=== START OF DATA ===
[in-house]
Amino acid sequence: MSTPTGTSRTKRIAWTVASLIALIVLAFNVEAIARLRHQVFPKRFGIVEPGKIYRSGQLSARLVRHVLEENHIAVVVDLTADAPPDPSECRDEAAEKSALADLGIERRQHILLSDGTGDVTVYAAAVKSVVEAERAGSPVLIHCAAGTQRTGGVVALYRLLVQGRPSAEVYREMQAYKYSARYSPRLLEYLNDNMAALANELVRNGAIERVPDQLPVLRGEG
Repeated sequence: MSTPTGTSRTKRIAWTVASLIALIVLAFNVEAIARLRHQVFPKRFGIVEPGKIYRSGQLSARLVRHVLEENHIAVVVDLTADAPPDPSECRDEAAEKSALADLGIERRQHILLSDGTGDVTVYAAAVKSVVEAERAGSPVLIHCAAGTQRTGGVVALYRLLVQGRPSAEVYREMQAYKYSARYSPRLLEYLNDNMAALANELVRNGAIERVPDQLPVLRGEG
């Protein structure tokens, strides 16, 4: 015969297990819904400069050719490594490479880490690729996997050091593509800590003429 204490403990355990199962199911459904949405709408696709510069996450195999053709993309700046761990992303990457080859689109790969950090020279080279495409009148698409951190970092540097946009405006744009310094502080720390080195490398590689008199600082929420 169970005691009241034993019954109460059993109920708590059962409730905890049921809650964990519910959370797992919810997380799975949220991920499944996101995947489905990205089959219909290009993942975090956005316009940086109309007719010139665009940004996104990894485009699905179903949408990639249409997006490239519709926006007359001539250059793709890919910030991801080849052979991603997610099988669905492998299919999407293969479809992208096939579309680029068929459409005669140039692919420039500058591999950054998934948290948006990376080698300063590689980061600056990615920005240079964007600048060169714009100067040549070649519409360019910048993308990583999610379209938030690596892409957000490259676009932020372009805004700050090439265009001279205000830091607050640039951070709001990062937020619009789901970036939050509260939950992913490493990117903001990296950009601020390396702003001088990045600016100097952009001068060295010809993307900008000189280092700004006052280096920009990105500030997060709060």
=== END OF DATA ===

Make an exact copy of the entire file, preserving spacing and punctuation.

[in-house]
Amino acid sequence: MSTPTGTSRTKRIAWTVASLIALIVLAFNVEAIARLRHQVFPKRFGIVEPGKIYRSGQLSARLVRHVLEENHIAVVVDLTADAPPDPSECRDEAAEKSALADLGIERRQHILLSDGTGDVTVYAAAVKSVVEAERAGSPVLIHCAAGTQRTGGVVALYRLLVQGRPSAEVYREMQAYKYSARYSPRLLEYLNDNMAALANELVRNGAIERVPDQLPVLRGEG
Repeated sequence: MSTPTGTSRTKRIAWTVASLIALIVLAFNVEAIARLRHQVFPKRFGIVEPGKIYRSGQLSARLVRHVLEENHIAVVVDLTADAPPDPSECRDEAAEKSALADLGIERRQHILLSDGTGDVTVYAAAVKSVVEAERAGSPVLIHCAAGTQRTGGVVALYRLLVQGRPSAEVYREMQAYKYSARYSPRLLEYLNDNMAALANELVRNGAIERVPDQLPVLRGEG
């Protein structure tokens, strides 16, 4: 015969297990819904400069050719490594490479880490690729996997050091593509800590003429 204490403990355990199962199911459904949405709408696709510069996450195999053709993309700046761990992303990457080859689109790969950090020279080279495409009148698409951190970092540097946009405006744009310094502080720390080195490398590689008199600082929420 169970005691009241034993019954109460059993109920708590059962409730905890049921809650964990519910959370797992919810997380799975949220991920499944996101995947489905990205089959219909290009993942975090956005316009940086109309007719010139665009940004996104990894485009699905179903949408990639249409997006490239519709926006007359001539250059793709890919910030991801080849052979991603997610099988669905492998299919999407293969479809992208096939579309680029068929459409005669140039692919420039500058591999950054998934948290948006990376080698300063590689980061600056990615920005240079964007600048060169714009100067040549070649519409360019910048993308990583999610379209938030690596892409957000490259676009932020372009805004700050090439265009001279205000830091607050640039951070709001990062937020619009789901970036939050509260939950992913490493990117903001990296950009601020390396702003001088990045600016100097952009001068060295010809993307900008000189280092700004006052280096920009990105500030997060709060």